Although Keanu Reeves character says towards the end "It's not about fighting", to reveal some new sub-text, the film surely is all about that. About choreography. Even the spaces in which the bodies collide (except for one example) are nothing more then closed of and cubes/areas. So no Keanu, this film is all about the fighting and the different styles that clash at one another. And it sure is a fantastic sight.
With his directorial debut, stoic action star Keanu Reeves has succeeded where filmmakers as formidable as Tsui Hark ("Black Mask 2") and Ringo Lam ("Undeclared War") have failed before: "Man of Tai Chi" is a coherent and entertaining fusion of the Eastern and Western entertainment industries. Nearly every action scene displays an evolution in Tiger Chen's character, making this a more thoughtful fight film as well.
Between this and Side By Side, it seems that Keanu Reeves is suddenly reincarnated as an incredibly interesting filmmaker. Certainly it's no small feat to successfully stitch together a production from Mainland Chinese, Hong Kongese and Hollywood backers and distributers. To then deliver a solid meat-and-potatoes martial arts flick with a side order of unsentimental philosophy is yet another great achievement.
I lost the respect I've had for Keanu after this. 47 Ronin, which I LET IT SLIDE As CATASTROPHIC FAILURE BUT NOT THIS. HE DOESN'T HAVE A SINGLE LANE MORE THAN ONE SENTENCE! NEO WHY U DO DIS?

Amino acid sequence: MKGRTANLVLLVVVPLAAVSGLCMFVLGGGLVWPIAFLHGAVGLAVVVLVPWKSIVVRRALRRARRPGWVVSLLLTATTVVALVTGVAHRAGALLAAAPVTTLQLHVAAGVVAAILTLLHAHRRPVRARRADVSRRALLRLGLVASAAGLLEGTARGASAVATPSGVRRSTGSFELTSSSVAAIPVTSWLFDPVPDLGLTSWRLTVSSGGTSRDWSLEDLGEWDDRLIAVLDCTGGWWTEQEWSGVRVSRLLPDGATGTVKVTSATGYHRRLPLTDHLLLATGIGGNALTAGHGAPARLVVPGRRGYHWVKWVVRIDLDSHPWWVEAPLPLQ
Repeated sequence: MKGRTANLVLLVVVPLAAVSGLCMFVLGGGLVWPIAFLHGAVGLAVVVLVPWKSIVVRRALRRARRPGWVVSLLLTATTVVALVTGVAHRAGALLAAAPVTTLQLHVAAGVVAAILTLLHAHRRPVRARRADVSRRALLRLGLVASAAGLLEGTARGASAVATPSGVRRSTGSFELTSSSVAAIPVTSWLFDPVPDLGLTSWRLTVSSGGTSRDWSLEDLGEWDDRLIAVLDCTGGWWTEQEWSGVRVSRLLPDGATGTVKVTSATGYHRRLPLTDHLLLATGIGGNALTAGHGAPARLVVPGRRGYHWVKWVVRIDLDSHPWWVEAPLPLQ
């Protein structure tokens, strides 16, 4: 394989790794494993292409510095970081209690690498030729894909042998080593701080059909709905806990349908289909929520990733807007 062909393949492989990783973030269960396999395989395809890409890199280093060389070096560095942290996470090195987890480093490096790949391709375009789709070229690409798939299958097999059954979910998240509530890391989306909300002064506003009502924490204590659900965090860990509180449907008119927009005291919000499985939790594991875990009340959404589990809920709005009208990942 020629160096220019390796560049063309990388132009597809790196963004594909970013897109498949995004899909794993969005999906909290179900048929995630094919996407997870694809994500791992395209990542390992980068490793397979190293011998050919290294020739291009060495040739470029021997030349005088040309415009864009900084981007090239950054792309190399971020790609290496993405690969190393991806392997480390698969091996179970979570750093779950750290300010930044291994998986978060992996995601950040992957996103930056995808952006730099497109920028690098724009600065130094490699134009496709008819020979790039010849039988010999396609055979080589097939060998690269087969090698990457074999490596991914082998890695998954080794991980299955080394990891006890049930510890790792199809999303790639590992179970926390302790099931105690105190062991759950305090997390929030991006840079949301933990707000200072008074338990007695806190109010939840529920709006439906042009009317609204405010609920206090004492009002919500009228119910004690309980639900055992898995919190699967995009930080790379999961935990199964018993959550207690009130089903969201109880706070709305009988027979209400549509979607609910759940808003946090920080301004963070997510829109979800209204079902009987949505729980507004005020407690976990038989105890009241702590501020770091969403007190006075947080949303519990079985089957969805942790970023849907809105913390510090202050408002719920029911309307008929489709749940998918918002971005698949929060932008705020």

Why did he choose to do this. Maybe he isn't what I think he is, a good actor, director or someone with fucking taste.
I used to defend his acting or personality but not anymore.
Moving for the troubled, uneasy way in which Reeves himself tries to come to grips with profound Eastern wisdom. He comes from Hollywood, from the West, so of course those holy words "You're nothing" are combative, crystallize in spite on his lips - but the insight is the same. His black-garbed killer is as identical to the white-robed master as he is contrary. Wants the same thing, and finds it. A work of healing.
The fight scenes are stunning, adept beyond my wildest expectations. Reeves and co. mix merciless Hyams-style wide shots with flurries of subjective shots - lots of interesting camera work. The score's great, too.
The best use of that haircut since No Country For Old Men. Also everything you hoped for from a 2010s Keanu Reeves-directed kung fu movie: a fable-like story (except for the neat wrap-up) with a martial arts setting. Holds up to Eastern cohorts of the genre.
Es original su premisa acerca del deshonor de usar la disciplina del Tai Chi para combatir, y las peleas están bien coreografiadas, pero la trama no tiene pizca de imaginación, y le falta la emoción y adrenalina de los buenos filmes de artes marciales.